ANSWER: Start by asking him to read The Sex-Starved Marriage. So often, people with low sexual desire do not realize the hurt their spouses because of their disinterest in being sexual. The book will help him understand the impact of his low sexual desire on you and your feelings.

You mention that your husband seemed interested in another woman. Oftentimes people with low levels of testosterone feel turned on by the newness of someone other than a spouse. Unfortunately, extra-marital relationships and sound marriages generally do not go hand in hand. However, there might be something to be learned from that experience. Is it possible that sex with your husband had become very routine and unexciting for him? Are there ways you both could liven things up so he feels newness and novelty with you? Have you talked openly about what might be missing for him and what is missing for you?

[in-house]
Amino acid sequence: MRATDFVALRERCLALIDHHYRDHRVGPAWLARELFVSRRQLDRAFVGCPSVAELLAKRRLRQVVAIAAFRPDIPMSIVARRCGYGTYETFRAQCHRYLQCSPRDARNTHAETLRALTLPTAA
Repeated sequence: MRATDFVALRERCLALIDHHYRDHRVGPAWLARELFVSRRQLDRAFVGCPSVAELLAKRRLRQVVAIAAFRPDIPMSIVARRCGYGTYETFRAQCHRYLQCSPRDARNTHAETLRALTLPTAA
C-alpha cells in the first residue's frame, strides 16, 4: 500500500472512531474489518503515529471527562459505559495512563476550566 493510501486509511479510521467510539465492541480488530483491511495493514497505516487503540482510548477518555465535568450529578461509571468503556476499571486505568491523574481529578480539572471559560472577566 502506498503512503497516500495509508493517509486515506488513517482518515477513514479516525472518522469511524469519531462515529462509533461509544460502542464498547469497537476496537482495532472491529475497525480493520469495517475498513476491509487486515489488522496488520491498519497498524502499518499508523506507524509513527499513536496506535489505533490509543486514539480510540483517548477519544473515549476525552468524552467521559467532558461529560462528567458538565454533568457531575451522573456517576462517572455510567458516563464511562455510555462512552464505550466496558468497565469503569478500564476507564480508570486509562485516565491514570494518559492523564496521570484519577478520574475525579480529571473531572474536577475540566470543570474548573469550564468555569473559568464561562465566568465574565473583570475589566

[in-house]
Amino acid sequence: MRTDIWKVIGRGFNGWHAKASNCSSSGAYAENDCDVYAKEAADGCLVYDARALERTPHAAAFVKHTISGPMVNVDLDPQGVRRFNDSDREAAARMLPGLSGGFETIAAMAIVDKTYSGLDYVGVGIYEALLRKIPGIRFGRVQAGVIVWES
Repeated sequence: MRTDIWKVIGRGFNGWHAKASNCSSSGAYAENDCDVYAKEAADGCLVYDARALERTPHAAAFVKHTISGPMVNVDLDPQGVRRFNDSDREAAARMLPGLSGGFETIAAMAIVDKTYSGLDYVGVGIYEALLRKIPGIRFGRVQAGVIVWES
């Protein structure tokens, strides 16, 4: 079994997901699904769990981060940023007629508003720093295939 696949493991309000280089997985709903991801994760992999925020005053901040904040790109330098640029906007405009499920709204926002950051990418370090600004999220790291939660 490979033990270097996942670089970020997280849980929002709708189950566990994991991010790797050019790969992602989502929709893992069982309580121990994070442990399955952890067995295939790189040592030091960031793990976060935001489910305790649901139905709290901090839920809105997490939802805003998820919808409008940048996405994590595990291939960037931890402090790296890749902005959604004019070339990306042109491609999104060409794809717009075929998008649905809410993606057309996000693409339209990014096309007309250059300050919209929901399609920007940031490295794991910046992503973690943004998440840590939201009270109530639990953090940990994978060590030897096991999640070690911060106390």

Above and beyond this, it appears that your husband may be experiencing a sexual dysfunction where he ejaculates too quickly. Perhaps he is embarrassed by this and avoids sex because of his sense of failure. The good news though, is that there is much that you both can do to learn techniques for overcoming this problem. A good sex therapist can help him to gain control and last longer during lovemaking. You will learn what you can do differently to help him. If he's too ashamed to go to a sex therapist, there are many good books on the subject.